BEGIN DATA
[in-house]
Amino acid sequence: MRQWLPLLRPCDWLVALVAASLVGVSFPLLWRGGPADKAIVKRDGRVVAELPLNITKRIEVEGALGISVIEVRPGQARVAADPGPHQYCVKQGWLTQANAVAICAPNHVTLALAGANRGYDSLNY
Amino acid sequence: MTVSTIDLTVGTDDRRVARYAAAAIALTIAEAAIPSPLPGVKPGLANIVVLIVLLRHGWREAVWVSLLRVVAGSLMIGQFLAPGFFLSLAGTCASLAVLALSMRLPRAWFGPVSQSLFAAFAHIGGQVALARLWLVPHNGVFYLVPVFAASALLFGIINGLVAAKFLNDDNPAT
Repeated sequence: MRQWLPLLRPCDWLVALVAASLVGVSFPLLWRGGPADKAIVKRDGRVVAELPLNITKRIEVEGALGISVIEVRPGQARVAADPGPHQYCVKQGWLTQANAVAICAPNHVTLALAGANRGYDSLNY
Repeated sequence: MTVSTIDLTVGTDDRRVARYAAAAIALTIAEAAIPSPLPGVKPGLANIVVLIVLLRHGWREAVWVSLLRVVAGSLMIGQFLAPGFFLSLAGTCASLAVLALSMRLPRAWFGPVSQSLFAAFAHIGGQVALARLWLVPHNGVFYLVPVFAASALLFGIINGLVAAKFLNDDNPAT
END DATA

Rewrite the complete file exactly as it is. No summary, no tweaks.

[in-house]
Amino acid sequence: MRQWLPLLRPCDWLVALVAASLVGVSFPLLWRGGPADKAIVKRDGRVVAELPLNITKRIEVEGALGISVIEVRPGQARVAADPGPHQYCVKQGWLTQANAVAICAPNHVTLALAGANRGYDSLNY
Amino acid sequence: MTVSTIDLTVGTDDRRVARYAAAAIALTIAEAAIPSPLPGVKPGLANIVVLIVLLRHGWREAVWVSLLRVVAGSLMIGQFLAPGFFLSLAGTCASLAVLALSMRLPRAWFGPVSQSLFAAFAHIGGQVALARLWLVPHNGVFYLVPVFAASALLFGIINGLVAAKFLNDDNPAT
Repeated sequence: MRQWLPLLRPCDWLVALVAASLVGVSFPLLWRGGPADKAIVKRDGRVVAELPLNITKRIEVEGALGISVIEVRPGQARVAADPGPHQYCVKQGWLTQANAVAICAPNHVTLALAGANRGYDSLNY
Repeated sequence: MTVSTIDLTVGTDDRRVARYAAAAIALTIAEAAIPSPLPGVKPGLANIVVLIVLLRHGWREAVWVSLLRVVAGSLMIGQFLAPGFFLSLAGTCASLAVLALSMRLPRAWFGPVSQSLFAAFAHIGGQVALARLWLVPHNGVFYLVPVFAASALLFGIINGLVAAKFLNDDNPAT